November 26, 2020
Our story for Thanksgiving Day (in the United States) is of the young Seigneur d’Avannes and his love for two married women, one a “wanton woman” whose sexual demands exhaust him to the point that he becomes pale, thin, and sick and must take his leave of her, and the other a “wise woman” who loves him dearly but models for him such virtue that “the war in her heart between love and honour” leads her to melancholy, fever, and death.
Picking up on a theme from a previous discussion (of story 20, also narrated by Saffredent), note that d’Avannes disguises himself as a stableboy in order to gain access to the wanton woman. His disguise includes a fake nose and a fake beard!
This tale prompts our storytellers to discuss inner passion and outer virtue and to ask whether women’s pride in concealing their desires is a vice equal to men’s acting upon theirs. Hircan argues that he and his wife “are both children of Adam and Eve,” a statement to which Parlamente (his wife) agrees by observing “that we are all in need of God’s grace, since we all incline to sin,” but to which she adds, “if we sin through pride no one suffers for it [. . .] but all your pleasure is derived from dishonouring women, and your honour depends on killing other men in war.”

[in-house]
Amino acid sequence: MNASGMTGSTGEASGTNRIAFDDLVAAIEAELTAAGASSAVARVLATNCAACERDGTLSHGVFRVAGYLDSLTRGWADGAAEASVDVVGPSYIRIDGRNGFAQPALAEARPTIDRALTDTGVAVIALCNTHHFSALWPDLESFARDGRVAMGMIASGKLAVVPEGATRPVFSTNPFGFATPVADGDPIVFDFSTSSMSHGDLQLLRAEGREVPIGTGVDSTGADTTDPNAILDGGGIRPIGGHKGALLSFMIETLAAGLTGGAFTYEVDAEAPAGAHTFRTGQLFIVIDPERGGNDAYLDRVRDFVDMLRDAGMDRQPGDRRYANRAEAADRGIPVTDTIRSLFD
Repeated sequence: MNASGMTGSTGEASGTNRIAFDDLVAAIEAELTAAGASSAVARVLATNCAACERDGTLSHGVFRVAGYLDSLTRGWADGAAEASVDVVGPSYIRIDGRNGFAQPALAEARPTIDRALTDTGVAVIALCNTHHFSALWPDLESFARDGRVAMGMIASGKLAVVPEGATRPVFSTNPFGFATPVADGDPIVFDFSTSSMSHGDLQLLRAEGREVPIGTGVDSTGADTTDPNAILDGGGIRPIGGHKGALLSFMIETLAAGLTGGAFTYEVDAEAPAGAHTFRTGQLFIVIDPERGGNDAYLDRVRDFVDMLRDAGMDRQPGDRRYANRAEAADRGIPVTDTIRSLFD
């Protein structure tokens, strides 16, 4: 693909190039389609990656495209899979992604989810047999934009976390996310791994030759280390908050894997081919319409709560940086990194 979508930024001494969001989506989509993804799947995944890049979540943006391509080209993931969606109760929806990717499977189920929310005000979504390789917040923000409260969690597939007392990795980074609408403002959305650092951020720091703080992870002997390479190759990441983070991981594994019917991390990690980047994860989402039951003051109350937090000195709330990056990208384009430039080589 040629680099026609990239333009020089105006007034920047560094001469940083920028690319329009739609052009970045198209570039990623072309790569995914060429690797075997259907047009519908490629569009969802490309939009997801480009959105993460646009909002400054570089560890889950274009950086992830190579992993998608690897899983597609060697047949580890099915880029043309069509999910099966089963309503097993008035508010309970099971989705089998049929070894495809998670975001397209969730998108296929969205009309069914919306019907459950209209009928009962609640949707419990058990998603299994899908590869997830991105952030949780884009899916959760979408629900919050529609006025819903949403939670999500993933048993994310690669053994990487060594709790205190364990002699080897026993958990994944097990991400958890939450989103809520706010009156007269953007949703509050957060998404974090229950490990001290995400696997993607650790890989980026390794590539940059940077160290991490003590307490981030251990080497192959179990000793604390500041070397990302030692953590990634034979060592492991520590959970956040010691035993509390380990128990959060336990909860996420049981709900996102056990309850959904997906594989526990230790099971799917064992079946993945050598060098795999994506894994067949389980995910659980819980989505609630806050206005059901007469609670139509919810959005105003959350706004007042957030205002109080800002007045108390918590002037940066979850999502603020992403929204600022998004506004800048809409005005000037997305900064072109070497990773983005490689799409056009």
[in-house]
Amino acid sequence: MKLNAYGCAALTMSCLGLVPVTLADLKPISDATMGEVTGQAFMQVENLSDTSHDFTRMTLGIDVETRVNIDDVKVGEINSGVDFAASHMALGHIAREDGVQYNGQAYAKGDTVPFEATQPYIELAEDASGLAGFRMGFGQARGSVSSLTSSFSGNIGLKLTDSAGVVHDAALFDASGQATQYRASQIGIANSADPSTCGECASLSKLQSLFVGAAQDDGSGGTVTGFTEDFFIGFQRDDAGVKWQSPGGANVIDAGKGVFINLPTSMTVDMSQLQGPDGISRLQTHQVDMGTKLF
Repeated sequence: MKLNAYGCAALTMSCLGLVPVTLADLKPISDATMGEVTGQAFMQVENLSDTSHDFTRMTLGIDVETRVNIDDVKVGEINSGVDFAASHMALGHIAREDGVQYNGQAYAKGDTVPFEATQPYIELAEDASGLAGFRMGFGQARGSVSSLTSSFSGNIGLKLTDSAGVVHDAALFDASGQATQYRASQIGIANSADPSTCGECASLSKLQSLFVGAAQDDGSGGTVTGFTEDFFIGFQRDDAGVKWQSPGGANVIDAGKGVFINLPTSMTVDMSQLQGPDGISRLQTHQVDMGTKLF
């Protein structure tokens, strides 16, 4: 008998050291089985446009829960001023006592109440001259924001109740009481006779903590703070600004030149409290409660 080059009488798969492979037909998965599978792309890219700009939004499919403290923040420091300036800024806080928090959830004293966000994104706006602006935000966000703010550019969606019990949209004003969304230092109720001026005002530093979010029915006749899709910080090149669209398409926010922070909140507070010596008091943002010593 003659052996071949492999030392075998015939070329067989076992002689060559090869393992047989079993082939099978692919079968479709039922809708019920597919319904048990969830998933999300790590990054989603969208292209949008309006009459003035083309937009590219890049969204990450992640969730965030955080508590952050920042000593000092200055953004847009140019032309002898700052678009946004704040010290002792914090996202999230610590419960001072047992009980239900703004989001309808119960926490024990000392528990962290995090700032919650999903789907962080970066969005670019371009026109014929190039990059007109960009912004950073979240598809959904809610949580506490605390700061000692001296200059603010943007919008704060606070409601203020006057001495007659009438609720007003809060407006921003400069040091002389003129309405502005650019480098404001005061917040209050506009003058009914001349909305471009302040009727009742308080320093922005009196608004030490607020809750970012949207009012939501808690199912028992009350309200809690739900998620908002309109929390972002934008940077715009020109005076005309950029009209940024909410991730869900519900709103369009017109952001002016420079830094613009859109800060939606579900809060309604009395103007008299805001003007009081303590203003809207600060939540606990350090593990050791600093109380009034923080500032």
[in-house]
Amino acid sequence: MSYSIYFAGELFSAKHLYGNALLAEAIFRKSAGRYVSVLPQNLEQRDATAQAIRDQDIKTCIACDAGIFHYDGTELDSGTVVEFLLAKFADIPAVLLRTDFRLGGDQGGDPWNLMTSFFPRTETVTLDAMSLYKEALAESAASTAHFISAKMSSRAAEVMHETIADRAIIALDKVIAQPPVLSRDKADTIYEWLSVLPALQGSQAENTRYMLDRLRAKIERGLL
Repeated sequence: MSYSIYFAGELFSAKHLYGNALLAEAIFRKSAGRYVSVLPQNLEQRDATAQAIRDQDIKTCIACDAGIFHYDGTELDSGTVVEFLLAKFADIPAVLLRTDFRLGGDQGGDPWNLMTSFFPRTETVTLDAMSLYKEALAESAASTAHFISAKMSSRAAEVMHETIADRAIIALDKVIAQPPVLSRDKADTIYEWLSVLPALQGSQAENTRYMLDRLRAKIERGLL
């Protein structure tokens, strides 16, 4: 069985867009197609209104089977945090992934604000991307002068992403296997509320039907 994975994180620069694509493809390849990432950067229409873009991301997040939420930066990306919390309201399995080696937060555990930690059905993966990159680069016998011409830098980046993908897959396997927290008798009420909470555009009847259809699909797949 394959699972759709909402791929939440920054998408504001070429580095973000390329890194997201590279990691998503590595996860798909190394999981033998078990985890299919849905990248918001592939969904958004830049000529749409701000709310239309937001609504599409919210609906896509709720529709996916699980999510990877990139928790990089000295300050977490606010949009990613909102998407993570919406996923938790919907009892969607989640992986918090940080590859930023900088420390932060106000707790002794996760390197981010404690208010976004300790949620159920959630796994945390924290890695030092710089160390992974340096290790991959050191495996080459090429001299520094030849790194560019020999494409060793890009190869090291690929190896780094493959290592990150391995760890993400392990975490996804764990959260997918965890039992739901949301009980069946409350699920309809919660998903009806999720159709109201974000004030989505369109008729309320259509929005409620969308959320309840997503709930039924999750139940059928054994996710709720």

Salminen points out that this tale is the second one in the ten-story first draft of the Heptameron and suggests that the later addition of the frame discussion explains why Saffredent seems to contradict what he has said about the wise woman in his own story.
The Seigneur d’Avannes in this tale may be Gabriel d’Albret, who lived in Navarre at the end of the fifteenth century, when Pamplona was not yet a Spanish city. Here’s a photo of the fifteenth-century cathedral of Pamplona.